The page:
Christopher Nolan’s “Tenet” (2020) is the latest film in his set of massive, mind-bending blockbusters — and massive it is indeed. With a budget of $205 million, this is one of Nolan’s most expensive movies yet, and one can see why. The set pieces are more ambitious than in any of his previous films.
If you loved the spinning hallways of “Inception” (2010) and the towering waves of “Interstellar” (2014), you’ll find “Tenet” incredibly fun. Be warned: The pace is like nothing you’ve seen before. This movie is faster than you can imagine, and every moment is important. Nolan gives the audience no time to rest, forcing each moment upon you as you try to decipher the previous scene.
To make matters more difficult, much of the dialogue is hard to understand. Whether it’s because the actors are wearing masks in some scenes, the background noise is overpowering or the fantastic music is getting in the way, you will certainly have trouble hearing many lines. Trying to decipher each word will be frustrating, especially in a film where every line is important to the plot.
John David Washington does a great job with the leading role, but it is a role that is written without much development or nuance. One can see what Nolan is going for: “Tenet” is an international spy movie through and through, and Washington’s character is meant to be a charming, mysterious agent along the lines of a James Bond. Washington conveys that quite well, but at the end of the day, the story lacks the emotional weight that many of Nolan’s previous films carried. If you go into the film expecting action and spectacle like you’ve never seen before, you’ll have one of the best movie theater experiences of your life. But if you’re expecting a film with all the subtlety of a truly beautiful story, you may want to look elsewhere.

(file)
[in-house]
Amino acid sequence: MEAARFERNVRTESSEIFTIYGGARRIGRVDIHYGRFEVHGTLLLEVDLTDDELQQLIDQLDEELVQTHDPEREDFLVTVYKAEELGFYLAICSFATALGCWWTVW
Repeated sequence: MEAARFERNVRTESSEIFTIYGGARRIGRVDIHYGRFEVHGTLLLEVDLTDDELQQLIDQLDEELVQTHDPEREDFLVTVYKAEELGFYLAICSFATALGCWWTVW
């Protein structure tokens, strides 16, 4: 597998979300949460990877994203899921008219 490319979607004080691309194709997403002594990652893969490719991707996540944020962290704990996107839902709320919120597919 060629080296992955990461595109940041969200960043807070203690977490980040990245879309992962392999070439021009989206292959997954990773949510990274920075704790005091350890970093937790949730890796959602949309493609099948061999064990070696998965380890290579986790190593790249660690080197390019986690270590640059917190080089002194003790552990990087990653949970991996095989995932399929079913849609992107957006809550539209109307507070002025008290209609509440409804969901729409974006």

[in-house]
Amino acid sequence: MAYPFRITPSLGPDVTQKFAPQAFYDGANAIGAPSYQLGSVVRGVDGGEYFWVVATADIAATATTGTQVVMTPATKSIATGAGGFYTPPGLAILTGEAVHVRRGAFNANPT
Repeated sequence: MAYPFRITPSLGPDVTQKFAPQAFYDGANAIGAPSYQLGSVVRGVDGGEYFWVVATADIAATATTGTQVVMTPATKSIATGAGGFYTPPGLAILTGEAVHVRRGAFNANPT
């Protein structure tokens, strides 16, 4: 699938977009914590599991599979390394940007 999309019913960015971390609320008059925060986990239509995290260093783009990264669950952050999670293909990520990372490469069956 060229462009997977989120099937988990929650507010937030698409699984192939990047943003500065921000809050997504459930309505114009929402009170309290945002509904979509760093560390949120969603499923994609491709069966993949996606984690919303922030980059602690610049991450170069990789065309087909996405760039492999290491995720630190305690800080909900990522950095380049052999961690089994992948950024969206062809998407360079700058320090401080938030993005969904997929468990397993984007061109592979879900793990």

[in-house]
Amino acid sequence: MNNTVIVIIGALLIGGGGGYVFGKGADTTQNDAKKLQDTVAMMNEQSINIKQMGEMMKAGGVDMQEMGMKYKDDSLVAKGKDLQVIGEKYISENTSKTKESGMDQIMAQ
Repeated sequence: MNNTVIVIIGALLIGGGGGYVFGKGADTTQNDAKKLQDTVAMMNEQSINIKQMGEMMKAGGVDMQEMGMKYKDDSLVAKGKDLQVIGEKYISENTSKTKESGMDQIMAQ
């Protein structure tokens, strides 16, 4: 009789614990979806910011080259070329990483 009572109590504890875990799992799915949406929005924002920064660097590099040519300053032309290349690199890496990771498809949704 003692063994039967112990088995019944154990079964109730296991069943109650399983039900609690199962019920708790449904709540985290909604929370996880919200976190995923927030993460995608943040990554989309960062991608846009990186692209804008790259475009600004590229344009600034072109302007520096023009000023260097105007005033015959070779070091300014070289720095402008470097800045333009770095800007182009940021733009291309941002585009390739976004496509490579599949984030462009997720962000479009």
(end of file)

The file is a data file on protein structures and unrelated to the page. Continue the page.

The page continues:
Along this two-and-a-half-hour wild ride you’ll find yourself quite confused at times, but don’t worry. As Clémence Poésy’s character says in the film: “Don’t try to understand it, just feel it.” The plot itself is extremely intricate but is solid nevertheless. You may get lost in the weeds of why characters are doing certain things, or how “time-inversion” works, but a second viewing does wonders for appreciating this movie.
Special praise should be given to both the music and the cinematography. Ludwig Göransson composed a formidable score that will keep you on the edge of your seat. This will be the most bass-heavy audio experience you’ve ever had in a movie theater. Cinematographer Hoyte van Hoytema almost exclusively uses Imax film, creating a stunning image that flatters both the actors and the many locations they visit. It’s all the more impressive when you realize Nolan avoids CGI whenever possible.
If you know what you’re getting yourself into, you’ll have a great time with this film. It’s not Nolan’s magnum opus, but it can certainly hold its own against his other great movies. “Tenet” demands to be seen on the big screen, but if you’d rather stay safe, then I’d highly recommend streaming it when it becomes available.